Document Type: Original Article


Department of ELT, Ahar Branch, Islamic Azad University, Ahar, Iran


This study intended to investigate the imposition of values and ideological patterns of particular societies affecting learners' identity as a result of globalization and linguistic imperialism in the internationally distributed textbooks which are developed to meet the English language needs of international learners and are broadly used in Islamic countries like Iran. It was important to work out whether violation of standards and ideological patterns of certain societies could be detected. For that reason, critical discourse analysis (CDA) with its theory and procedures, as developed by Fairclough (1989), used in conversations, illustrations and reading passages in Interchange, Four Corners, Top Notch and American English File series and three meaning dimensions– the textbooks content, the social relations of the characters in the textbooks, and their subject positions– were classified and analyzed statistically. Overall, the findings of this study represented that these ELT books are by some means unfair and inclined to signify a specific discourse type, that is, the Western culture discourse, ideological patterns, and consumer societies, which can impose the Western view and have different effects on students' identity in Islamic countries.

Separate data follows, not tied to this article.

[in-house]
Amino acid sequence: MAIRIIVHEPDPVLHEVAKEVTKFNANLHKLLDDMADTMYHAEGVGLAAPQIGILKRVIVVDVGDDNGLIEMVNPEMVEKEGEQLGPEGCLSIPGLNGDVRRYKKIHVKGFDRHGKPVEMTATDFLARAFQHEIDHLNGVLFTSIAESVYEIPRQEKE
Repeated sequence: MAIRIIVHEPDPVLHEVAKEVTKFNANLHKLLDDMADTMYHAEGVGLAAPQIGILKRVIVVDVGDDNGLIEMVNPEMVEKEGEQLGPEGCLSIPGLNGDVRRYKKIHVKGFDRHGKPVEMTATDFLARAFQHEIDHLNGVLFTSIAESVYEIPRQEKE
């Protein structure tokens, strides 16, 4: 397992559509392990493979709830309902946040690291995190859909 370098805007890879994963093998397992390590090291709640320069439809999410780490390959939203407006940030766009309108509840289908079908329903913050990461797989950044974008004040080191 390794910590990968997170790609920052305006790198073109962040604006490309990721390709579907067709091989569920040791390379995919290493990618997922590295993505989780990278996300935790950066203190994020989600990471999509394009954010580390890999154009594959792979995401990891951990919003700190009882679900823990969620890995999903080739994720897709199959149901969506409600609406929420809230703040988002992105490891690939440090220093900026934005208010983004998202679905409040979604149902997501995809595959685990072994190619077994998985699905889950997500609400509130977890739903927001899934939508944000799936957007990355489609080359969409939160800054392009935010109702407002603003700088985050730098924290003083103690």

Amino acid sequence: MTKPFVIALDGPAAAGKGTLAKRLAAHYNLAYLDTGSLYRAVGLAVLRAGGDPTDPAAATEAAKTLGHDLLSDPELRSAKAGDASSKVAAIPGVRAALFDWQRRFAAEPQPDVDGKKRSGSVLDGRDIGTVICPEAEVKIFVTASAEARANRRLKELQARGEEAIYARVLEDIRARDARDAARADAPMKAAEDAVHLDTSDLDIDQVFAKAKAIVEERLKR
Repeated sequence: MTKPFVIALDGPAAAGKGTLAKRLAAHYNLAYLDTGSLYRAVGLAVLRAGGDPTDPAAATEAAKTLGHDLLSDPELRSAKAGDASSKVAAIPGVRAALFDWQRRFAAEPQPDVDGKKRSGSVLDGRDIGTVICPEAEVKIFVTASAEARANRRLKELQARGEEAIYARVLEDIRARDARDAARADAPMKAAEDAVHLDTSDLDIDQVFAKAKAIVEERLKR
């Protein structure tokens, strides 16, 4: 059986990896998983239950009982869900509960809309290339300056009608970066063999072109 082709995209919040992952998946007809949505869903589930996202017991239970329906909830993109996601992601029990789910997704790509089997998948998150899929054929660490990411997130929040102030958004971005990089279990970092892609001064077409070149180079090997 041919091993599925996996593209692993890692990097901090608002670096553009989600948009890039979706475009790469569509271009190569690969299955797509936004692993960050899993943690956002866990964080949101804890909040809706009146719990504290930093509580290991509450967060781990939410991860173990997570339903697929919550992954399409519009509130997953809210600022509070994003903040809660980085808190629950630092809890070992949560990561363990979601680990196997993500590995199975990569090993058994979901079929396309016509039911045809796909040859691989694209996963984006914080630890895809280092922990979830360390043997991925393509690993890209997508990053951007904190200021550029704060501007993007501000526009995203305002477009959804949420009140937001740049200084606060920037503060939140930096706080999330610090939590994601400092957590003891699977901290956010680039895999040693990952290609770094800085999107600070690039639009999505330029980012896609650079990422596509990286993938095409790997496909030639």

Aliakbari, M. (2003). Linguistic imperialism, linguistic democracy and English language teaching. Proceedings of the International Conference on Information Technology and Universities in Asia. Chulalongkon University Press, Bangkok, Thailand.

Apple, M. W. (1982). Education and power. Boston: Routledge and Kegan Paul.

Apple, M. W. (2001). Educating the ''right'' way:  Markets, standards, God, and inequity (2nd ed.). New York: RoutledgeFalmer.

Armstrong, D. (1998). Globalization and the social state, Review of International Studies, 24(4), 461–478.

Ascher, A., & Saslow, J. (2011). Top Notch 1A/1B. Pearson Longman.

Auerbach, E. (1995). The politics of ESL classrooms. In J. Tollefson (Ed.) Power and inequality in language education (pp. 95–113). Cambridge: Cambridge UniversityPress.

Bahrami, M. (2011). An evaluation of Top Notch intermediate textbooks (Unpublished master’s thesis), Qeshm International Division, Shiraz University, Iran.

Block, D., & Cameron, D. (Eds.). (2002). Globalization and language teaching. New York: Routledge.

Crystal, D. (1997). English as a global language. Cambridge: Cambridge University Press.

Crystal, D. (2003). English as a global language. Cambridge: Cambridge University Press.

Fairclough, N. (1989). Language and power. Harlow, Essex: Longman.

Fairclough, N. (1995). Critical discourse analysis: The critical study of language. New York: Longman.

Fairclough, N. (2001). Language and power (2nd ed.). London: Pearson Education.

Giddnens, A. (1990). The consequences of modernity. Cambridge: Polity Press.

Halliday, M. A. K. (1985). An introduction to functional grammar. London: Arnold.